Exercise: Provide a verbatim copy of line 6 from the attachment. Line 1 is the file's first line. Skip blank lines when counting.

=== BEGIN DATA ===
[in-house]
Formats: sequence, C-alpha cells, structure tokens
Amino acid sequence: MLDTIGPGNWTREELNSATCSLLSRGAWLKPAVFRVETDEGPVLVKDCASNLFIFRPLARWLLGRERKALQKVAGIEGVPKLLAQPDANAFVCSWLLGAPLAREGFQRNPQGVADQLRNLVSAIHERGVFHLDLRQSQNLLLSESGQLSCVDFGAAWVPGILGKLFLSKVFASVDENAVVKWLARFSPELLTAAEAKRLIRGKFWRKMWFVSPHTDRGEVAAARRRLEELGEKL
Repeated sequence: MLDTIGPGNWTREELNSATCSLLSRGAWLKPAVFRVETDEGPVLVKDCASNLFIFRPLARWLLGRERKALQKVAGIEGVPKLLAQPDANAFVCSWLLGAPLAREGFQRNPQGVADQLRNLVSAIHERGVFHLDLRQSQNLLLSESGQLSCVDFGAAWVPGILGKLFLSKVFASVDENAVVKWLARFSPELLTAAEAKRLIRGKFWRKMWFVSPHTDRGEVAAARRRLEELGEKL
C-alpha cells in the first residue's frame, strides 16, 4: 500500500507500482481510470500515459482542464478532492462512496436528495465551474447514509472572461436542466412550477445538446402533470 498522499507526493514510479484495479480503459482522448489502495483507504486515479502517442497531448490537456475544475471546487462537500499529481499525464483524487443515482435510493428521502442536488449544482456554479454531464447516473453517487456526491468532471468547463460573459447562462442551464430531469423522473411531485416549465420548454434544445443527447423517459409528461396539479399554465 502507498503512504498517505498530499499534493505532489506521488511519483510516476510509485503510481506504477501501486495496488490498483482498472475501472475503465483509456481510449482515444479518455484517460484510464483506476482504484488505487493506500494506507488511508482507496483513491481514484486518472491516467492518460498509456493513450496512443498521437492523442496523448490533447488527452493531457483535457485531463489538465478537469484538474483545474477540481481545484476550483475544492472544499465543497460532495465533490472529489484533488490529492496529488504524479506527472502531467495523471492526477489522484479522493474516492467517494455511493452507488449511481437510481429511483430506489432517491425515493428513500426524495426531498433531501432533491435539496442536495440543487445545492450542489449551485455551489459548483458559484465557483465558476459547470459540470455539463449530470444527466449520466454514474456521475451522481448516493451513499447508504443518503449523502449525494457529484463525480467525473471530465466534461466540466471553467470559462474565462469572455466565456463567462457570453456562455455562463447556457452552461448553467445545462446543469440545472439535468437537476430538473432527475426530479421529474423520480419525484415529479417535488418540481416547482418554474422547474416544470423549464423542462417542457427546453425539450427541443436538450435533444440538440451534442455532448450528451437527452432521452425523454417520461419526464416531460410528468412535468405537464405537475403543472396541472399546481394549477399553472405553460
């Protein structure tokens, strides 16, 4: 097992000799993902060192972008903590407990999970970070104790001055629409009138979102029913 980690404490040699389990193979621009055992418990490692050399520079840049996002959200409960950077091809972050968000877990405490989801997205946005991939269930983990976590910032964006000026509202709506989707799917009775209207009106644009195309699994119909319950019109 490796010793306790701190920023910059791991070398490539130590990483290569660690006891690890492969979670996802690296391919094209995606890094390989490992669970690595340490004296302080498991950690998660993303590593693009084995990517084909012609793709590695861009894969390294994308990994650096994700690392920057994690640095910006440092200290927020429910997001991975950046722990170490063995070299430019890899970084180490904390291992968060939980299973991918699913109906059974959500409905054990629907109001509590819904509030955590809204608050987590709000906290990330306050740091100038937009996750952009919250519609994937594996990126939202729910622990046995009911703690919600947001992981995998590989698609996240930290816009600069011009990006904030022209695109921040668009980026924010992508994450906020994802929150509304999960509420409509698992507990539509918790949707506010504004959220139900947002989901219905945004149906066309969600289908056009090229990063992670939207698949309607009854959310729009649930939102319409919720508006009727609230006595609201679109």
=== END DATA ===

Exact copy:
């Protein structure tokens, strides 16, 4: 097992000799993902060192972008903590407990999970970070104790001055629409009138979102029913 980690404490040699389990193979621009055992418990490692050399520079840049996002959200409960950077091809972050968000877990405490989801997205946005991939269930983990976590910032964006000026509202709506989707799917009775209207009106644009195309699994119909319950019109 490796010793306790701190920023910059791991070398490539130590990483290569660690006891690890492969979670996802690296391919094209995606890094390989490992669970690595340490004296302080498991950690998660993303590593693009084995990517084909012609793709590695861009894969390294994308990994650096994700690392920057994690640095910006440092200290927020429910997001991975950046722990170490063995070299430019890899970084180490904390291992968060939980299973991918699913109906059974959500409905054990629907109001509590819904509030955590809204608050987590709000906290990330306050740091100038937009996750952009919250519609994937594996990126939202729910622990046995009911703690919600947001992981995998590989698609996240930290816009600069011009990006904030022209695109921040668009980026924010992508994450906020994802929150509304999960509420409509698992507990539509918790949707506010504004959220139900947002989901219905945004149906066309969600289908056009090229990063992670939207698949309607009854959310729009649930939102319409919720508006009727609230006595609201679109």